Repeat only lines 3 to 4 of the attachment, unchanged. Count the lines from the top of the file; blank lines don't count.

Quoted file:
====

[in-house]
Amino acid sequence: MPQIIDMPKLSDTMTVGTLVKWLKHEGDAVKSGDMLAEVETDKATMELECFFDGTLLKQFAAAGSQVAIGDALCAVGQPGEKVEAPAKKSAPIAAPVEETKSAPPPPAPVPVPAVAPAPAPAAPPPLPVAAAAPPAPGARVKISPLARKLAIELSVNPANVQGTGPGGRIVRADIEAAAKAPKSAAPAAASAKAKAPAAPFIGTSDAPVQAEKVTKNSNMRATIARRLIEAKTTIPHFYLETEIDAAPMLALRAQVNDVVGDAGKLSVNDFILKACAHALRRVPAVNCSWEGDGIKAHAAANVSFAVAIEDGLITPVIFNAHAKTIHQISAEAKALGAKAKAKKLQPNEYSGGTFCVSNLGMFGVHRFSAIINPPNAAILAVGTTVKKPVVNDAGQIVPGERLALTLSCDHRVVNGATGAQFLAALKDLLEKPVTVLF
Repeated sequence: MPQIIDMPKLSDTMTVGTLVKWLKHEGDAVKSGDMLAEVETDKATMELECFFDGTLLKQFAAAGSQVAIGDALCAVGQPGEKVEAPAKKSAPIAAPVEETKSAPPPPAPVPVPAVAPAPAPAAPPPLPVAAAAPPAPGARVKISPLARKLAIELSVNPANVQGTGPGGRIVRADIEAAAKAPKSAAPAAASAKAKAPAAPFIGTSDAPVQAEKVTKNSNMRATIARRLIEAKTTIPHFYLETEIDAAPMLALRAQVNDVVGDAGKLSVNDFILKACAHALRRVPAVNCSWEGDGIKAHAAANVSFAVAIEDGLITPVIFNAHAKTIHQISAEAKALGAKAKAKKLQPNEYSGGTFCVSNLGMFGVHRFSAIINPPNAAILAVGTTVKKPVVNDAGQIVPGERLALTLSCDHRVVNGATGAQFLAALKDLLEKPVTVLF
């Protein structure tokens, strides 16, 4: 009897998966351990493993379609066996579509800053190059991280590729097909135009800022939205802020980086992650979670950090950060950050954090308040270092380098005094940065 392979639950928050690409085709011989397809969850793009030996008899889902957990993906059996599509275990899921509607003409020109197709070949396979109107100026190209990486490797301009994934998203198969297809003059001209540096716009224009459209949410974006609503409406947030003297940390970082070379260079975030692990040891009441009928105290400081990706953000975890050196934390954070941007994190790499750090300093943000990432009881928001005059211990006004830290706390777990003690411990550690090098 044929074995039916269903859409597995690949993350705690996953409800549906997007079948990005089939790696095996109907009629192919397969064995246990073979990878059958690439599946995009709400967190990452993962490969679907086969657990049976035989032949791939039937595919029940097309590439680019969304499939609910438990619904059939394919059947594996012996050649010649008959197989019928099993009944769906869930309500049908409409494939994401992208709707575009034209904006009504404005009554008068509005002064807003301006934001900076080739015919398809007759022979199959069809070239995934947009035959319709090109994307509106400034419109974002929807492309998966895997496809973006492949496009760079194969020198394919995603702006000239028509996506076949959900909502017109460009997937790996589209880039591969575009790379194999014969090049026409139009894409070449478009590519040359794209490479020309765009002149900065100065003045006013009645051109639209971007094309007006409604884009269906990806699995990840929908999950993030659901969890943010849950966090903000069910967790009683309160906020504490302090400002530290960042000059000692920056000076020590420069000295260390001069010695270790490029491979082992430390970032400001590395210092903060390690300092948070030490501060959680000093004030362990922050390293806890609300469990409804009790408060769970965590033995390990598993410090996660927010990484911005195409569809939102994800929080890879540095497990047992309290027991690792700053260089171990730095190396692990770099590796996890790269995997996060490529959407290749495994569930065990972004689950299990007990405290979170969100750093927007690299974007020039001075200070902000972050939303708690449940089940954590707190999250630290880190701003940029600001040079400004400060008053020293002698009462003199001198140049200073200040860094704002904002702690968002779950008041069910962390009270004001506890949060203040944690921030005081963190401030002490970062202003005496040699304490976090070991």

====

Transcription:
Repeated sequence: MPQIIDMPKLSDTMTVGTLVKWLKHEGDAVKSGDMLAEVETDKATMELECFFDGTLLKQFAAAGSQVAIGDALCAVGQPGEKVEAPAKKSAPIAAPVEETKSAPPPPAPVPVPAVAPAPAPAAPPPLPVAAAAPPAPGARVKISPLARKLAIELSVNPANVQGTGPGGRIVRADIEAAAKAPKSAAPAAASAKAKAPAAPFIGTSDAPVQAEKVTKNSNMRATIARRLIEAKTTIPHFYLETEIDAAPMLALRAQVNDVVGDAGKLSVNDFILKACAHALRRVPAVNCSWEGDGIKAHAAANVSFAVAIEDGLITPVIFNAHAKTIHQISAEAKALGAKAKAKKLQPNEYSGGTFCVSNLGMFGVHRFSAIINPPNAAILAVGTTVKKPVVNDAGQIVPGERLALTLSCDHRVVNGATGAQFLAALKDLLEKPVTVLF
């Protein structure tokens, strides 16, 4: 009897998966351990493993379609066996579509800053190059991280590729097909135009800022939205802020980086992650979670950090950060950050954090308040270092380098005094940065 392979639950928050690409085709011989397809969850793009030996008899889902957990993906059996599509275990899921509607003409020109197709070949396979109107100026190209990486490797301009994934998203198969297809003059001209540096716009224009459209949410974006609503409406947030003297940390970082070379260079975030692990040891009441009928105290400081990706953000975890050196934390954070941007994190790499750090300093943000990432009881928001005059211990006004830290706390777990003690411990550690090098 044929074995039916269903859409597995690949993350705690996953409800549906997007079948990005089939790696095996109907009629192919397969064995246990073979990878059958690439599946995009709400967190990452993962490969679907086969657990049976035989032949791939039937595919029940097309590439680019969304499939609910438990619904059939394919059947594996012996050649010649008959197989019928099993009944769906869930309500049908409409494939994401992208709707575009034209904006009504404005009554008068509005002064807003301006934001900076080739015919398809007759022979199959069809070239995934947009035959319709090109994307509106400034419109974002929807492309998966895997496809973006492949496009760079194969020198394919995603702006000239028509996506076949959900909502017109460009997937790996589209880039591969575009790379194999014969090049026409139009894409070449478009590519040359794209490479020309765009002149900065100065003045006013009645051109639209971007094309007006409604884009269906990806699995990840929908999950993030659901969890943010849950966090903000069910967790009683309160906020504490302090400002530290960042000059000692920056000076020590420069000295260390001069010695270790490029491979082992430390970032400001590395210092903060390690300092948070030490501060959680000093004030362990922050390293806890609300469990409804009790408060769970965590033995390990598993410090996660927010990484911005195409569809939102994800929080890879540095497990047992309290027991690792700053260089171990730095190396692990770099590796996890790269995997996060490529959407290749495994569930065990972004689950299990007990405290979170969100750093927007690299974007020039001075200070902000972050939303708690449940089940954590707190999250630290880190701003940029600001040079400004400060008053020293002698009462003199001198140049200073200040860094704002904002702690968002779950008041069910962390009270004001506890949060203040944690921030005081963190401030002490970062202003005496040699304490976090070991």